Palo Alto Airport is now Palo Alto’s airport.
After nearly seven years of deliberations and negotiations with Santa Clara County, the city quickly approved a transfer agreement that would put the city in control of the small Baylands airport. The county has been operating the airport since 1967, under a 50-year lease that was set to expire in June 2017.
The City Council indicated with its unanimous vote on Monday night that it doesn’t want to wait that long. Its vote came five days after the county’s Board of Supervisors likewise agreed unanimously to transfer the facility to the city ahead of the lease’s expiration.
“I think both parties are delighted with what’s going to transpire,” Vice Mayor Liz Kniss, a former county supervisor, said at Monday’s meeting.
For the county, which manages two other airports, the transfer means that it is no longer in charge of a facility with a dilapidated runway and a history of losing money. For the city, it is a chance to address what many see as the county’s failure to make the necessary repairs and to greatly improve the airport.
The takeover effort has accelerated in the last two years, with the city hiring an airport manager and creating a new enterprise fund for the airport. The city has transferred $1.6 million from the General Fund to the airport fund to date, said Airport Manager Andrew Swanson. City officials estimate that the airport will continue to require subsidies for the next four years before it starts to make money.
“We project in 2018 we will be in the black, and we will be ale to start paying back the loan,” Swanson told the council.
While council members and airport aficionados were delighted about the latest milestone for transfer effort, Kniss cautioned that the city is taking some risk with this move.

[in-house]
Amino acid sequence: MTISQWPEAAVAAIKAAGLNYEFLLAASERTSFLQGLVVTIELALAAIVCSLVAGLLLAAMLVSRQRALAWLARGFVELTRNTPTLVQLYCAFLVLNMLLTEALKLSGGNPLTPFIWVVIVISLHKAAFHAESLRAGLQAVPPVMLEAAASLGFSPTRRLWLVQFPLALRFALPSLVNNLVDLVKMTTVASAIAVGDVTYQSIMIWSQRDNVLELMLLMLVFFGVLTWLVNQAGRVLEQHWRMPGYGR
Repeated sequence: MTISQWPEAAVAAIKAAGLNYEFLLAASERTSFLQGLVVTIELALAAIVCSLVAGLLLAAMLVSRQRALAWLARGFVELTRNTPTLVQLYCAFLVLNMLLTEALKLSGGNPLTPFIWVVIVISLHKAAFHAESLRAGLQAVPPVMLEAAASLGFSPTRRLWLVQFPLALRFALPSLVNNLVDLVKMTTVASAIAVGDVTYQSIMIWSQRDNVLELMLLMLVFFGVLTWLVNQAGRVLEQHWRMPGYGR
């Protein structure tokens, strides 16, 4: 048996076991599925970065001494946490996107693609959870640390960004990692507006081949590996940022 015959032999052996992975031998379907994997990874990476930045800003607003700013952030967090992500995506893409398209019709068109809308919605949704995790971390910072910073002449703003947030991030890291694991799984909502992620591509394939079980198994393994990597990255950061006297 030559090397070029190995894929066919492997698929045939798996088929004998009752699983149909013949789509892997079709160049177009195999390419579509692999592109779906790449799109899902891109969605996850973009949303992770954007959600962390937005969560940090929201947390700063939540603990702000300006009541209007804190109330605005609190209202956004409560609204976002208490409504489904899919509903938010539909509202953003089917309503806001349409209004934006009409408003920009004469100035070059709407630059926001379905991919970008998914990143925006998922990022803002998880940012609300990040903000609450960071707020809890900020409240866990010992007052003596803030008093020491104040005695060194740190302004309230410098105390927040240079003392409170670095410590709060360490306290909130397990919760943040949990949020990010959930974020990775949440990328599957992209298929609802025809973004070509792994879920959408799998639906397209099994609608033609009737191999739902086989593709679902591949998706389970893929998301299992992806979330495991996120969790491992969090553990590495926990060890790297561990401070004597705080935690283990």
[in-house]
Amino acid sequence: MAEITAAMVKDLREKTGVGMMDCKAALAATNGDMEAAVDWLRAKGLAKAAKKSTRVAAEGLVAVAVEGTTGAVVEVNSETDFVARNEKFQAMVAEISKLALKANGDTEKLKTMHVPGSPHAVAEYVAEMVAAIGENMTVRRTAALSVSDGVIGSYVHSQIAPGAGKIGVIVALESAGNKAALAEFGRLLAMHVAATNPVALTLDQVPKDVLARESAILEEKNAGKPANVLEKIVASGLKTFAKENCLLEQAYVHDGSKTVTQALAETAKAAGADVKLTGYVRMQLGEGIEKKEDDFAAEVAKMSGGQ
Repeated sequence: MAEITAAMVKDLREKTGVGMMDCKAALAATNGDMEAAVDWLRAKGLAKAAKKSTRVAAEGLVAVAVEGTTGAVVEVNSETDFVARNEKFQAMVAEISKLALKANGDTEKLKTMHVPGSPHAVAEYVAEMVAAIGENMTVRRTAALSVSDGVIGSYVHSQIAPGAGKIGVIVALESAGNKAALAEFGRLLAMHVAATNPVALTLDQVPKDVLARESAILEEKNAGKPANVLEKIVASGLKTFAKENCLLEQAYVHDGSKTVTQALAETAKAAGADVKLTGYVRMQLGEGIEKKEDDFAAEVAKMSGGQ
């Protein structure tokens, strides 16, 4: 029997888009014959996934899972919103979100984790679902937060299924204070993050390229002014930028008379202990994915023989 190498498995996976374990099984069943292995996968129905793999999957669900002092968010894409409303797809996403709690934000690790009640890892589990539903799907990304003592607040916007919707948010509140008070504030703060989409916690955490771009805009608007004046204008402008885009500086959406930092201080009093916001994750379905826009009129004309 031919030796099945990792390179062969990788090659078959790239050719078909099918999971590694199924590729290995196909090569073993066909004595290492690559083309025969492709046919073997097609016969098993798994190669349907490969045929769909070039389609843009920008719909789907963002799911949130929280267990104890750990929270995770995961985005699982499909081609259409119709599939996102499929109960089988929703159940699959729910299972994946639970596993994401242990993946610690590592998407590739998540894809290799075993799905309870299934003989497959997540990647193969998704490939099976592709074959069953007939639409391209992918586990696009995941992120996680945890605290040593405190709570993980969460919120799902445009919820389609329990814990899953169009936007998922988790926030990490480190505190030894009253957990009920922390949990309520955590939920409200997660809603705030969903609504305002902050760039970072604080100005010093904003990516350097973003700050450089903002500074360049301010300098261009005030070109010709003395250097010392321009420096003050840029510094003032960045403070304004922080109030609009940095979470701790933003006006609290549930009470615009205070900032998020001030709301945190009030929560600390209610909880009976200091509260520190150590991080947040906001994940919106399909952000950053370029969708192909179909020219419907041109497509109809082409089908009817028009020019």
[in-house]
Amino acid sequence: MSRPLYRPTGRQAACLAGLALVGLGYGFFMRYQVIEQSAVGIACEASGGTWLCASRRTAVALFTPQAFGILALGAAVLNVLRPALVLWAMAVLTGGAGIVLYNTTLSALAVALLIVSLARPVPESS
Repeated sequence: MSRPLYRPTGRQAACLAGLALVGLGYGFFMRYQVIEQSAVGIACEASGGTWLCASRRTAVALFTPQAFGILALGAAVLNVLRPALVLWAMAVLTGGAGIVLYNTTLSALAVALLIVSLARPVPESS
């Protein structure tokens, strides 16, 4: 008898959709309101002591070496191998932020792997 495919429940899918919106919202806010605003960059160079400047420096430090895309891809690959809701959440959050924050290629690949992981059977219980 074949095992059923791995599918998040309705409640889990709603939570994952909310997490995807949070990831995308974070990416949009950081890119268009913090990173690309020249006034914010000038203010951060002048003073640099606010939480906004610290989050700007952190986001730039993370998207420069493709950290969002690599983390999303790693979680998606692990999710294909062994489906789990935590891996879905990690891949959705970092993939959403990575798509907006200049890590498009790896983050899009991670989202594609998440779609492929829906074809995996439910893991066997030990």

“I have some real concerns about it,” Kniss said. “This is not a slam-dunk money maker.”
With 180,000 takeoffs and landings annually, the airport off Embarcadero Road is the third busiest in the region, Swanson said. In the coming months, the city will be working with the community to come up with a local vision for the airport. It will also be negotiating with the State Lands Commission on a new lease for a portion of the airport land, a step toward making the city eligible for a Federal Aviation Administration grant.
The transfer agreement specifies that the city and the county will split the cost of environmental mitigation in the airport and that the county will pay the 10 percent “local share” portion for repaving the runway. The rest of the funding is expected to come from a $610,000 FAA grant.
Members of the airport community said they were excited to finally see the transfer take place. Ralph Britton, president of the Palo Alto Airport, had served on the 2007 task force that concluded that the county isn’t properly maintaining the facility and recommended an early termination of the lease. He noted that the process took far longer than expected and vowed to help make Palo Alto Airport the “best possible airport.”
“That means working with Baylands supporters to make sure Baylands visitors have an improved experience, as well as the people who work in the airport,” Britton said. “We’re anxious to work with the Baylands community to make sure developments are to everyone’s benefit.”
Association Vice President Bob Lenox said he looks forward “to bringing Palo Alto into the 21st century” and making it a signature facility for the community.
“This has been a long and arduous process and I want to give our minister without a portfolio a portfolio — an airport — as soon as possible,” Lenox said, referring to Swanson.